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  1. (suggestion on what could be added to the guide)

    Would be worth mentioning that MQTT is an application-layer protocol, which utilizes TCP as transport, and IP as networking.

  2. I am a little confused about the number of layers with TCP/IP. Most websites, like yours, specify the number of layers as 4. Other sites say there are 5 levels, like this question on Stack Overflow:

    Another example is here:
    This website explains “The second version of TCP/IP became 5 layers: changed the name of Internet Layer to Network layer and divided the link Layer to 2 layers.”

    I’m assuming that by “second version”, the author means when IPv6 was introduced to IP. But, I’m not quite sure.

    No question that in the past, there were 4 layers. But, as of now, are there 5? Or maybe it depends on whether or not the latest version of IP is used?

    1. Hi
      First time I’ve seen it as 5 layers but I don’t teach this anymore . Wiki still shows it as 4. However it really doesn’t matter as the main idea is that it is split into distinct layers which are responsible for a certain function.
      If you are worried regarding an exam question then I would go with 5. Looking around it seems that they are teaching 5 layers

      by splitting the link layer. However when you look at Ethernet it is a link layer protocol which covers the link and physical levels.
      The OSO model has 7 with the link layer split and so I can only assume they have mapped it to that more closely than before.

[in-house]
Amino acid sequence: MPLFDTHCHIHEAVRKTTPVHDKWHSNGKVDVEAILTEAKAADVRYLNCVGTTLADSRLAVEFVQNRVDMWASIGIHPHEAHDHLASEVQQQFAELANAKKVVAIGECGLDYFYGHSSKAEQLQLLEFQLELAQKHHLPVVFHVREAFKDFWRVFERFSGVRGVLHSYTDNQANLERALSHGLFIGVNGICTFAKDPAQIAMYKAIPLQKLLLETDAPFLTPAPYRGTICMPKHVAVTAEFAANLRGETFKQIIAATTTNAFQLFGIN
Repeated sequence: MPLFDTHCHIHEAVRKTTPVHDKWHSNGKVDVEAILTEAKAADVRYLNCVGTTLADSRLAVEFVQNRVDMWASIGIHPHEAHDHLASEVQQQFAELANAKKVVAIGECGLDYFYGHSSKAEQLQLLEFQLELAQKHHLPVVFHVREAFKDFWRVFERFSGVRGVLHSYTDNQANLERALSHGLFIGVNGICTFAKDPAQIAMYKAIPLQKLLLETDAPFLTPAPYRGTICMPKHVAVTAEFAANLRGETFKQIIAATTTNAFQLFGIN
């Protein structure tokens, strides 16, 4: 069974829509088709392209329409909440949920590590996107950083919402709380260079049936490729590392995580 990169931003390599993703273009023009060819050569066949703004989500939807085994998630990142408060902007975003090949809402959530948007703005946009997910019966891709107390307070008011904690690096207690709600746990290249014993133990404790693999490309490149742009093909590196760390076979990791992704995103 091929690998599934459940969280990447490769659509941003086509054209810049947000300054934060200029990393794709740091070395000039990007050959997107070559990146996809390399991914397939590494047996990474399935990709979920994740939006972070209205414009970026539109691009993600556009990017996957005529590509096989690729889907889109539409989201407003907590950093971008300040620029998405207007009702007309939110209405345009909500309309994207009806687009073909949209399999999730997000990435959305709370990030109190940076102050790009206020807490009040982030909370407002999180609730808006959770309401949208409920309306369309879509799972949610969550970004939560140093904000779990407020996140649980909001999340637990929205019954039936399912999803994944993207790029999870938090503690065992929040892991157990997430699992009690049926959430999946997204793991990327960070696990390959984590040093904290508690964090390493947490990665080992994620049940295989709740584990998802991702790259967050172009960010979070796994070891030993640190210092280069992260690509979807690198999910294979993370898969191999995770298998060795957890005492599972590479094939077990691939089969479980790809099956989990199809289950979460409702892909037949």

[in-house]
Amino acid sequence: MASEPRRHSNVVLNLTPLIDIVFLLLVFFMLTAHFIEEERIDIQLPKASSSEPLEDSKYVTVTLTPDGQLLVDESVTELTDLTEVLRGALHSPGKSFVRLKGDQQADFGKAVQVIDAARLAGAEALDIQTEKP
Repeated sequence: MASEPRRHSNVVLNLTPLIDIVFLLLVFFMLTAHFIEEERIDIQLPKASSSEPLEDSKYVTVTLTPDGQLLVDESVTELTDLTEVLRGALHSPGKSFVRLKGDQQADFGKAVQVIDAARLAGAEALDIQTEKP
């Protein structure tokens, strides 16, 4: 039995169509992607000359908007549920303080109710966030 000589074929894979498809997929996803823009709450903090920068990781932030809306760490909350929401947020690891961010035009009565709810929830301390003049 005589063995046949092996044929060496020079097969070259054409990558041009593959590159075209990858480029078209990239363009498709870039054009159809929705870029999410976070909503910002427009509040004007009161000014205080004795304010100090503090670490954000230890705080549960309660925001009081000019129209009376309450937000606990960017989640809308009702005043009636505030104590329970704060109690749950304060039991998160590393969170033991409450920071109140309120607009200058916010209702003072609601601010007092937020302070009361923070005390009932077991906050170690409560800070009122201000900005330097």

TCP/IP came before OSI which is why they don’t map exactly

  3. Just wish you guys could explain what each protocol does in short lines (or long ones if you wish) and how does each level of the protocol suite interacts with the next.

  4. Would like to know, if the layer 2 Encapsulated protocol in the WAN depends on the physical interface on the router, and also how many L2 protocols are there in TCP/IP model, that can used in the WAN?, and their Encapsulated Format use(frame format used) ?
    Interface L2 protocols supported
    NIC—— Ethernet (802.3)
    Serial——. HDLC, PPP and frame Relay

    Please, kindly let me know more router interface s and the Layer 2 protocols supported.


  5. Hello Steve,

    Although the explanation the contained layers and protocols, I couldn’t understand how the TCP / IP protocol suite works in real time and its purpose. Giving a real world like example in a Hypothetical network environment explaining how each layers comes into play would be helpful.


  6. I like the pictures because it helps your brain remember. I also like the fact that you know you are explaining it to someone who doesn’t know. I would like to know how it all ties together and which commands are used for each layer. I want to work with what I’m learning. You are on the right track as far as your teaching method. I’ve been to 100 sites and yours was pretty clear.

  7. Hey Steve
    I am Bittu kumar from IIT Bombay
    You have tried your best to explain the networking model but I have a doubt in protocol which tools are used to make protocols and how protocols are doing their job..
    I know it is difficult to explain in this short conversation but as I have observed you are best in the explaining the things…
    That’s why I am requesting to have look on my comment.
    Bittu kumar

    1. application layer is software and so is the network
      physical and data link are done mainly in hardware

  8. I understand that all using all these different protocols have their purpose. But, can data be sent only using the ethernet layer and no underlying protocols like TCP.

  9. Explained very well.I want explanation on transmission modes sir…thank you….may Allah bless u